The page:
Canale’s athletic skills were not the only reasons for his induction. Canale served in World War II and has over 60 years in teaching, as well as 20 years in coaching. He still substitutes for Oswego County Schools to this day. Canale was also the first student to receive a master’s degree at Oswego State, in 1950.

“I am very honored to be nominated, especially by my only son, Gregory,” Canale said. “For many years I was not selected, and I am so happy that they selected me this time.”

Canale could not thank his former coach Max Ziel enough for everything that he had done for him. By luck, when his Hall of Fame plaque is hung up in the Romney field building, he will be right under his favorite coach.

The final member to be inducted was Ralph Pizzo, who was part of the Oswego State wrestling team. Pizzo was said to have never missed a practice, but that isn’t the only reason he is being inducted into the Hall of Fame. His greatest achievements included being a member of the undefeated freshman wrestling team (1968), 167 pound SUNY Athlete Conference Champion (1970), team co-captain (1971), 167 pound SUNYAC Conference Runner-Up (1971) and 158 pound Division II All-American. Seeing Pizzo inducted into the Hall of Fame was a big deal to his family, who was there to support him.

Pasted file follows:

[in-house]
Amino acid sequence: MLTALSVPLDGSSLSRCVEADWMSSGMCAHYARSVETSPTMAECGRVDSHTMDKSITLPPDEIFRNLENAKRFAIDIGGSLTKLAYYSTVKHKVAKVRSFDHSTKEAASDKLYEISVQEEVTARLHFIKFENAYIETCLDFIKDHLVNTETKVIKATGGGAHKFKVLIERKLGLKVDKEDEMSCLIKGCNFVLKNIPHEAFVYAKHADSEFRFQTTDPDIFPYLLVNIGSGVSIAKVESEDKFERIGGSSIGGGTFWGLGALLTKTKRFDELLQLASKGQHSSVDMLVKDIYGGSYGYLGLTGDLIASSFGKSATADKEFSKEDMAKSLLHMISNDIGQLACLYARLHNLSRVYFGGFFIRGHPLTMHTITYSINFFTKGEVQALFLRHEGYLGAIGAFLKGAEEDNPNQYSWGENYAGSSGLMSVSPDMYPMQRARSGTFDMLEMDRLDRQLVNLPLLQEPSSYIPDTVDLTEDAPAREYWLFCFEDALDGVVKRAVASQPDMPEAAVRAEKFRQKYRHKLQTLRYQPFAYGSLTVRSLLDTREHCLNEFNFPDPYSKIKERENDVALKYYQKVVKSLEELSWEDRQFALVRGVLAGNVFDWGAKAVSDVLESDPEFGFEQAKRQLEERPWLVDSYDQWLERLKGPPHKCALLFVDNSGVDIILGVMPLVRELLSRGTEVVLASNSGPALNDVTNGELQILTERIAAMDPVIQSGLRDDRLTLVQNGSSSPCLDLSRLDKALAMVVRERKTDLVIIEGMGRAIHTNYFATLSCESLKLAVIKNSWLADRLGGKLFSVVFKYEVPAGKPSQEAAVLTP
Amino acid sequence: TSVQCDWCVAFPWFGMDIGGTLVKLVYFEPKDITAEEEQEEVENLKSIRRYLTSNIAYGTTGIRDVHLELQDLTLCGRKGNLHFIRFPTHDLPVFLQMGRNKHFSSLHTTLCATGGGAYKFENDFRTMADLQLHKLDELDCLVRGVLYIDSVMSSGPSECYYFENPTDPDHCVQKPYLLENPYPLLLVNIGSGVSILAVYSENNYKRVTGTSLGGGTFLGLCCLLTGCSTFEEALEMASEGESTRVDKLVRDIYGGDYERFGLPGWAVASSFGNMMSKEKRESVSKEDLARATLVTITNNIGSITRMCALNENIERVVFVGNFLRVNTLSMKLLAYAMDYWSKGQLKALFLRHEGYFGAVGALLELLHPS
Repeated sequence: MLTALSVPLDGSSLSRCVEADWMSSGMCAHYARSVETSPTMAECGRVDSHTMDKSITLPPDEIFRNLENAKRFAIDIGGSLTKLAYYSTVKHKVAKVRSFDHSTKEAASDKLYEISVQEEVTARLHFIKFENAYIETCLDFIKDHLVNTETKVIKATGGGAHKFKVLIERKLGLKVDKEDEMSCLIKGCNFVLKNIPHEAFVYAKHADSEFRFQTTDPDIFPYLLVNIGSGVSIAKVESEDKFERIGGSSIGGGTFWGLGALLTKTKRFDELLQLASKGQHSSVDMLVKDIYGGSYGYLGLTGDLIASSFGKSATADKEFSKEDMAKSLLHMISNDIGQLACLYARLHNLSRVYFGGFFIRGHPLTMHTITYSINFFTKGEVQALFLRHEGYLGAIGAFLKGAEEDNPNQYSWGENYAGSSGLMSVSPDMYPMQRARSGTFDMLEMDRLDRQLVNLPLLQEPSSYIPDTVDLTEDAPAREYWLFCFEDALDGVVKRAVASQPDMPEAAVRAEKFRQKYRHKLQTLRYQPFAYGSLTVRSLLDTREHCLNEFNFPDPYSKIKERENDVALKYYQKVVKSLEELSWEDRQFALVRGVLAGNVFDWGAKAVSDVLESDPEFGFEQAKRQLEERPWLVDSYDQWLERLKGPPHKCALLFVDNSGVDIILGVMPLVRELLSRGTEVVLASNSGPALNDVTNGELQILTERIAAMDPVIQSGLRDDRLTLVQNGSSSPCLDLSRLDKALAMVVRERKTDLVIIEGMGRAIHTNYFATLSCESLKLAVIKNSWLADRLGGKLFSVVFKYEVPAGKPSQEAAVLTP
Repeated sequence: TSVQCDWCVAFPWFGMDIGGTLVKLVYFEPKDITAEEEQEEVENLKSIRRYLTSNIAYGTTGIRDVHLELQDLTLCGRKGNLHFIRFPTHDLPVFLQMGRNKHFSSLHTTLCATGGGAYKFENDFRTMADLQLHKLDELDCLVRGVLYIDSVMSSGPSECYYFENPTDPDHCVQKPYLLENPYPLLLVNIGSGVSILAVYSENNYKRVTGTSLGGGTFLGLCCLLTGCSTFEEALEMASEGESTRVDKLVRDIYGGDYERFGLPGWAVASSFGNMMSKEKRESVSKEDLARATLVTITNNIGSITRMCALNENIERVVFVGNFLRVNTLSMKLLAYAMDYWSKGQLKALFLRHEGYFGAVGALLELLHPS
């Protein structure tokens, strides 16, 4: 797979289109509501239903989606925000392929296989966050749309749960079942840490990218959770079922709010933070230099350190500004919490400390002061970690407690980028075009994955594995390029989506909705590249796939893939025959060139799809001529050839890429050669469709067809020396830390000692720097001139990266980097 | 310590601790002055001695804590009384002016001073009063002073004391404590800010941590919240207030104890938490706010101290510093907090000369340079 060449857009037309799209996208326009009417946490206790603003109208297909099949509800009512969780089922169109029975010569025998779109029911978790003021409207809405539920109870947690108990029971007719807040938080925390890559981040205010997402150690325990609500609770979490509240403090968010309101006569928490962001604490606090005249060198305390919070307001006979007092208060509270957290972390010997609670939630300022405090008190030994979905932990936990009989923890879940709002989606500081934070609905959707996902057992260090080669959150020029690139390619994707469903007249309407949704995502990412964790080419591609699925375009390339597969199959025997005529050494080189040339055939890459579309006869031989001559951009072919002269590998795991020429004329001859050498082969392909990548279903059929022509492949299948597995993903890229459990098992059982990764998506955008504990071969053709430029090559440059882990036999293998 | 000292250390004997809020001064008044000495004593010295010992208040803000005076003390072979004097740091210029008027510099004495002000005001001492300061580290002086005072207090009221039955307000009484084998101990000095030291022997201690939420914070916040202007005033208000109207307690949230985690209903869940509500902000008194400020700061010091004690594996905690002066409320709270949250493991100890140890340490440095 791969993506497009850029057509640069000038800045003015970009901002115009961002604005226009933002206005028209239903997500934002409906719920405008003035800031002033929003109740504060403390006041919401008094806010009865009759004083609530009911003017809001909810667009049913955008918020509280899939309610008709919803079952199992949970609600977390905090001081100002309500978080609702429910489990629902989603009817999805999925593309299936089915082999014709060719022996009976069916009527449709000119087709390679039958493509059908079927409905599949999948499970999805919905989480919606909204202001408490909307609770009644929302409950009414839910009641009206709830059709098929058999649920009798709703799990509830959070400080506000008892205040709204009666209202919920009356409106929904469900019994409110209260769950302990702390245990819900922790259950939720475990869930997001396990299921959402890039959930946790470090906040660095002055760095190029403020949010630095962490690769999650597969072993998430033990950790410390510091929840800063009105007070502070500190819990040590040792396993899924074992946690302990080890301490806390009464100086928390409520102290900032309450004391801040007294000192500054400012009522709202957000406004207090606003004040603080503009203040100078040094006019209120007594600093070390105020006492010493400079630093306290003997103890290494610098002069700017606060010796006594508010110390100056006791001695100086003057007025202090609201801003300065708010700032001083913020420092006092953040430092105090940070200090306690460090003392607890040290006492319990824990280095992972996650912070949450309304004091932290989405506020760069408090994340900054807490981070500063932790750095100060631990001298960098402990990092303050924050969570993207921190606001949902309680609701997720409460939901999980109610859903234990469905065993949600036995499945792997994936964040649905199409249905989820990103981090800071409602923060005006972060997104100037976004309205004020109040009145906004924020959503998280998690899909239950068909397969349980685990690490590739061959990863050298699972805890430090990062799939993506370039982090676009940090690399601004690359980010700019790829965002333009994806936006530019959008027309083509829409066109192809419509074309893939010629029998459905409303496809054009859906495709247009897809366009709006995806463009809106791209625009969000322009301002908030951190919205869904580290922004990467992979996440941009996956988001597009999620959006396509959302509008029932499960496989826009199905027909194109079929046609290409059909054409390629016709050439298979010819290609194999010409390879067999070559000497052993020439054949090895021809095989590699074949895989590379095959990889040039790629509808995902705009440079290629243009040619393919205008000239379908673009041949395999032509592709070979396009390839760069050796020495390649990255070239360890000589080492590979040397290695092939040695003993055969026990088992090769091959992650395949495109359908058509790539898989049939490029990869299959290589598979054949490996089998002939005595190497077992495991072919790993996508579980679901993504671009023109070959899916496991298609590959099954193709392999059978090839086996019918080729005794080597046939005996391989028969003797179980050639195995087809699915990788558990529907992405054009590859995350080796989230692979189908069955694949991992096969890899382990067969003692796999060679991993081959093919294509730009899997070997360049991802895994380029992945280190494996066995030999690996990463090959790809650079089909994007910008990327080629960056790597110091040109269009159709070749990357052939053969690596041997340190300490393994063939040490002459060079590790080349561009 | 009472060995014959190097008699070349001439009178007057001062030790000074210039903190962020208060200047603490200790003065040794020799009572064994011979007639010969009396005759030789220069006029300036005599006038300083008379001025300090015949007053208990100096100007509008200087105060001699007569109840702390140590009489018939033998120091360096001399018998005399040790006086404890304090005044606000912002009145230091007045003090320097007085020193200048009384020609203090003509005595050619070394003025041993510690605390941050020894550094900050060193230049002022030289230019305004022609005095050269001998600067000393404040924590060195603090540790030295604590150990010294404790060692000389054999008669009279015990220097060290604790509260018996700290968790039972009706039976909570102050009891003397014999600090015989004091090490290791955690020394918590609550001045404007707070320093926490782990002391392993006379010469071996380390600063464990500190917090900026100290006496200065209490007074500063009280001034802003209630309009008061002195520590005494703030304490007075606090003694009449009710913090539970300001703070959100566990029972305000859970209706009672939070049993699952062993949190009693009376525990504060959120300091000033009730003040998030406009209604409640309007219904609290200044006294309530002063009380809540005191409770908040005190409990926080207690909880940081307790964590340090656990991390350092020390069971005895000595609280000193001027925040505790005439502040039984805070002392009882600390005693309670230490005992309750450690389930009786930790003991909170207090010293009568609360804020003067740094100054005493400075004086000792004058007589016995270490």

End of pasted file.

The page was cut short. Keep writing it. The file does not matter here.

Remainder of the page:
“It is an honor of a lifetime; I didn’t think that this day would ever come,” Pizzo said. “It is deeply honorable. It is nice to come back here and be noticed. This has just made for a wonderful weekend.”

After graduating, Pizzo went on to a teaching career, where he feels that he has touched many lives for the past 31 years.